Parental Self-Esteem

To be a good parent is a deeply rooted wish for most of us.

When this wish is realized, it makes us more proud and pleased with ourselves than most other things in life.  This is certainly true during the child’s early years when she or he is a part of the parents more than later on in life. It enables us, as parents, to exert ourselves on the child’s behalf and to give to her or him, to an extent, beyond even what we might do for ourselves.

This does not mean that children are always a source of self-satisfaction (they bring many disappointments), or that parents do not get angry at their children or become envious and competitive with them. At times parenting may feel like a series of humbling experiences, when one is helpless, confused, frustrated, angry, guilty, depressed and/or inadequate. Although there is a tendency to parent the way we were parented, parenting is also a way to relive childhood as our child passes through the various stages of development, to do better for our child than our parents did for us and to learn, grow and mature from the current perspective of adulthood.

The child-parent relationship is a unique kind of bond in which the parent is not only a loved person but also represents a part of a child’s “person.”

Allowing the child to become him or herself is part of parental self-esteem. At the same time, the child’s “person” is a big source of self-esteem for the mother and father.  A parent does for the child what a child truly cannot do for her or himself.  This is easy to observe in the child’s tie to the parent because the parent functions for the child in so many ways. Yet, there needs to be a systematic letting-go to allow the child to be as appropriately independent of the parent as feasible.

When parents do not seem to love their children, or do not see good things in them, it usually means that their own parental esteem is so low that the best they can invest of themselves in the child is not good enough.

To strive to become a good enough parent is praiseworthy. The phrase “good enough” was introduced by the English pediatrician and psychoanalyst Donald Woods Winnicott (1896-1971). The successful upbringing of a child does not depend on the parent’s objective knowledge but on subjective emotional attitudes.  It is not what happens to us that truly matters.

It is how we react to what happens to us that truly matters. Intelligent observation, information about fundamentals of human development and understanding of the child’s behavior will strengthen the parent’s own good will, even in those situations where they have to struggle with their own emotions. The mother helps the baby develop an authentic self by responding in a welcoming and reassuring way to spontaneous feelings, expressions and initiatives.  In this way the baby develops a confidence that nothing bad happens when feelings are expressed, so feelings do not seem dangerous or problematic.  The baby also gains a sense of being real and that feelings and actions have meaning.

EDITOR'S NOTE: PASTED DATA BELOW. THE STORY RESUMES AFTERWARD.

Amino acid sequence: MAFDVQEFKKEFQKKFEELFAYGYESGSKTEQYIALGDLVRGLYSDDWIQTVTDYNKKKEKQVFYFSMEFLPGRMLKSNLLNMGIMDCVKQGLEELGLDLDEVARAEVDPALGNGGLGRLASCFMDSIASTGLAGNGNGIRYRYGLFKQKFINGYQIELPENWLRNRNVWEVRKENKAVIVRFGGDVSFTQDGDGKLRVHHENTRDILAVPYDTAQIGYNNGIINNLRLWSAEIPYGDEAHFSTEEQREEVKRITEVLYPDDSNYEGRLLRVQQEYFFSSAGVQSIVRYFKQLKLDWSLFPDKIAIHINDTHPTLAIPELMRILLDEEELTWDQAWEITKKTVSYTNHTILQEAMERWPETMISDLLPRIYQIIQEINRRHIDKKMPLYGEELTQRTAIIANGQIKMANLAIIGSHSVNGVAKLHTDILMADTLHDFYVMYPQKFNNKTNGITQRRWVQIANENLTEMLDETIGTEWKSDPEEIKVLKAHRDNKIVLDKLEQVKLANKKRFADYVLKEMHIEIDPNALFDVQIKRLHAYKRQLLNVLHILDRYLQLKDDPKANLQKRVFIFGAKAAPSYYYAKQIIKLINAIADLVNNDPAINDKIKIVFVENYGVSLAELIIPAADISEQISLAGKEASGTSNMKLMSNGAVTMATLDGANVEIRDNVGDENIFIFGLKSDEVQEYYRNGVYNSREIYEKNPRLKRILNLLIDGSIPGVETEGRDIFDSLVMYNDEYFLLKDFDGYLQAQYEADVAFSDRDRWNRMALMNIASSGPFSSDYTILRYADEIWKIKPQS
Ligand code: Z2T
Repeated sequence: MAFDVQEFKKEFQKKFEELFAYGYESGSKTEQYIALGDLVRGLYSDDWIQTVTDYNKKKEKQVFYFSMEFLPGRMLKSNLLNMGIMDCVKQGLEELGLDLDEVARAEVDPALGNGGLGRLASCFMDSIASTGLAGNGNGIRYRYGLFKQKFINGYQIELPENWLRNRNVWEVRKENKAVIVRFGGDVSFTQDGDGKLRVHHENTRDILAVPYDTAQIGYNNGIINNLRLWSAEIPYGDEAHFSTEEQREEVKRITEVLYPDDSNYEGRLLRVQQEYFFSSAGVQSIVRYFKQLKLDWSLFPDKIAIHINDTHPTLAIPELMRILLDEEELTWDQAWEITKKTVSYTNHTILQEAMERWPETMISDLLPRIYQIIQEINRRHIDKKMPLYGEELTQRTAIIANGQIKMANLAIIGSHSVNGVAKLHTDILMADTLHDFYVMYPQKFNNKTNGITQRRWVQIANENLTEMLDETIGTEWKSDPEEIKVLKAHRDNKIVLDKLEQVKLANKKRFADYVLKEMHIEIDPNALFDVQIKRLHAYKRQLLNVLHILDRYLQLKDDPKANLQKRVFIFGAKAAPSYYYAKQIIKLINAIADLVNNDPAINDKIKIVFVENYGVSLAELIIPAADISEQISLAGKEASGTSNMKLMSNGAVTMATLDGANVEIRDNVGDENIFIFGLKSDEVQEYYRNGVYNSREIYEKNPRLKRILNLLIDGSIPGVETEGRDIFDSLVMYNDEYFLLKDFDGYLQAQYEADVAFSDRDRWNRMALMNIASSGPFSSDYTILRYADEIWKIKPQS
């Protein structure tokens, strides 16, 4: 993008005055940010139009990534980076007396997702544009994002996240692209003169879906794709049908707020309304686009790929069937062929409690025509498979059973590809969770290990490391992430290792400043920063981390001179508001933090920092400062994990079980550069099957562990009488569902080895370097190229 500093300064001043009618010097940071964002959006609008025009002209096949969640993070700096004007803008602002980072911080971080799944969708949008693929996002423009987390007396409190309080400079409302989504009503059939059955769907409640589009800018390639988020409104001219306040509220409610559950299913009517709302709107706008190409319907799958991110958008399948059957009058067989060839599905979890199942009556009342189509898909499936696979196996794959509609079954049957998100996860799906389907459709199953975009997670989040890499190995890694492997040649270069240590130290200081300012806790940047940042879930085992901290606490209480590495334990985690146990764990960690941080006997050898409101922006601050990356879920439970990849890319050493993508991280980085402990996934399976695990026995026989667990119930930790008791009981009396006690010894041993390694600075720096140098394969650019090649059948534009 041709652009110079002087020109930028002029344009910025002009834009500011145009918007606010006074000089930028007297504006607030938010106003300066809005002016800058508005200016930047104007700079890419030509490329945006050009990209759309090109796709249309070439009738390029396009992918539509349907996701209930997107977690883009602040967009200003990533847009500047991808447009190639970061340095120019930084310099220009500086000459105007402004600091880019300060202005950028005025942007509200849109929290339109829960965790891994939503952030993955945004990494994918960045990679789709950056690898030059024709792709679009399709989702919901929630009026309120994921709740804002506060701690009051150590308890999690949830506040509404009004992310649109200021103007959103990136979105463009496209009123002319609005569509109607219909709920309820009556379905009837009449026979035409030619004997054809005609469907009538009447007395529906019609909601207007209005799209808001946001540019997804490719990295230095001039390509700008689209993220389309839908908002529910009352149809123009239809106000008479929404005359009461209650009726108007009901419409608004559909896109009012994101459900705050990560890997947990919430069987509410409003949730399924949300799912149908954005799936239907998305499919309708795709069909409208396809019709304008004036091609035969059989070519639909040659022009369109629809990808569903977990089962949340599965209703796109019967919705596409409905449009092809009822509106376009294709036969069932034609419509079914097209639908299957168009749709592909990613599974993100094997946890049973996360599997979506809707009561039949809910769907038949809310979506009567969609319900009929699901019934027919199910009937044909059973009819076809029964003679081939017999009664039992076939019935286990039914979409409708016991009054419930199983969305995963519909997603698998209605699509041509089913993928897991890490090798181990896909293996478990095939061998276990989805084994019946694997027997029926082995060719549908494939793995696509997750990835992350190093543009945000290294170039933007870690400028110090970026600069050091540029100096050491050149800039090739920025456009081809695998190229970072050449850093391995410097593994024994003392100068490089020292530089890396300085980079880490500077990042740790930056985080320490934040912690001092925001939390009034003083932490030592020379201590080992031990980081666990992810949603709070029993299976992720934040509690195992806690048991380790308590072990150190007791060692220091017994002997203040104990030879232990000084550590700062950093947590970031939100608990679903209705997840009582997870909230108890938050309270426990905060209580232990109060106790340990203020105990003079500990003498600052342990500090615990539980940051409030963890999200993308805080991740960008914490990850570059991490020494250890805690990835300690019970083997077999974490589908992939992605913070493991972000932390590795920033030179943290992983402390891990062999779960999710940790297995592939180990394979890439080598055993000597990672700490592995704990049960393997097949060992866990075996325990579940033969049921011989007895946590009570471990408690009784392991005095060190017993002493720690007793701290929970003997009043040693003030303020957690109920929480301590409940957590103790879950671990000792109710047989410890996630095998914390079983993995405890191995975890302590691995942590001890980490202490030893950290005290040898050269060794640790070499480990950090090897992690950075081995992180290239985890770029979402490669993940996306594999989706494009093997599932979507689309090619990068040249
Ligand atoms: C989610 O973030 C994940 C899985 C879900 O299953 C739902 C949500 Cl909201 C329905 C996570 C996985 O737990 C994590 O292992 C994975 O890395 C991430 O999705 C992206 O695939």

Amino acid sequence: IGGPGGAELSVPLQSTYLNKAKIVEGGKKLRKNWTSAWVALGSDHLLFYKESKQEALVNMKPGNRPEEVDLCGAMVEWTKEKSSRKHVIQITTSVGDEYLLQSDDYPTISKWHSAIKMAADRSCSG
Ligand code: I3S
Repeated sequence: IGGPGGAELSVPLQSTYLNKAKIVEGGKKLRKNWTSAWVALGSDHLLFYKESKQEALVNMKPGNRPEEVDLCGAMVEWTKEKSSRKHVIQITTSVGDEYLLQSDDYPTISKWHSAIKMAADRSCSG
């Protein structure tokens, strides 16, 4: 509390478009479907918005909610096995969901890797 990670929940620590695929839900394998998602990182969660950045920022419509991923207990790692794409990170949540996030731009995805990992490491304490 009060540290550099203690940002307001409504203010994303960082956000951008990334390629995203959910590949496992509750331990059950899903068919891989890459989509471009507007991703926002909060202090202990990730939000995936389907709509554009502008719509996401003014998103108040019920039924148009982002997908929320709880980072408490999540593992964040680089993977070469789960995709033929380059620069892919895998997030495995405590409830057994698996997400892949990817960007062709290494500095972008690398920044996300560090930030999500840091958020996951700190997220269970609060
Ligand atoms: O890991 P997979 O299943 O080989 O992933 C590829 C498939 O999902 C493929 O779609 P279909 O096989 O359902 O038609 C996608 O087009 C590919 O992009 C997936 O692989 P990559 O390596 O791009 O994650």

In their attitude to young children, parents often reflect how they viewed themselves when they were young or, perhaps, how they felt others observed them.

When we look down on children, scorn their insensitivity and tastelessness or are frequently annoyed and agitated with them, we probably do not value the child in ourselves.  Sometimes one eventually realizes how much their parents did for them as a child.  They may also appreciate how much they themselves are doing as a parent.

Some parents allow their child to have almost everything in an attempt to make-up for what they did not have themselves as a child.  However, the child remains unhappy because the parent was attempting to really please their inner child. The best way to help a mother and father with parenting is to raise their self-esteem so that they have something better to invest in their children.  When we help children realize a sense of their own dignity, and establish a realistic sense of self-esteem, we lay the foundation for good enough parenting.     


Barney Greenspan, PhD

Dr. Greenspan is currently in full-time solo independent practice (Meridian, Idaho) as a clinical psychologist, child/adolescent psychoanalyst and zen practitioner with clients at all developmental stages.